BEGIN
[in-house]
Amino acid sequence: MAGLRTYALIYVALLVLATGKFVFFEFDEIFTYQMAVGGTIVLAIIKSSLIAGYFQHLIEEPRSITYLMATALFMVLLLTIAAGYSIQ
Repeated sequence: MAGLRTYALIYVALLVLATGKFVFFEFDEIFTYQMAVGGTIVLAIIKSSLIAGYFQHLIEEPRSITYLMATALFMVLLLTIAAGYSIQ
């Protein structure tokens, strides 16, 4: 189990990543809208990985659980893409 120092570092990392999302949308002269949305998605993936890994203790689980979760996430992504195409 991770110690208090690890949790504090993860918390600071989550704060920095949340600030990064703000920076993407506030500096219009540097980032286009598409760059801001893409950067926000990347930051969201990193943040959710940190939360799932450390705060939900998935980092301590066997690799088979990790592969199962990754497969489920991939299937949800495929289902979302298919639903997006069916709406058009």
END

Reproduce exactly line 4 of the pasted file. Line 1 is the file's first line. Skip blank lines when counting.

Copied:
């Protein structure tokens, strides 16, 4: 189990990543809208990985659980893409 120092570092990392999302949308002269949305998605993936890994203790689980979760996430992504195409 991770110690208090690890949790504090993860918390600071989550704060920095949340600030990064703000920076993407506030500096219009540097980032286009598409760059801001893409950067926000990347930051969201990193943040959710940190939360799932450390705060939900998935980092301590066997690799088979990790592969199962990754497969489920991939299937949800495929289902979302298919639903997006069916709406058009």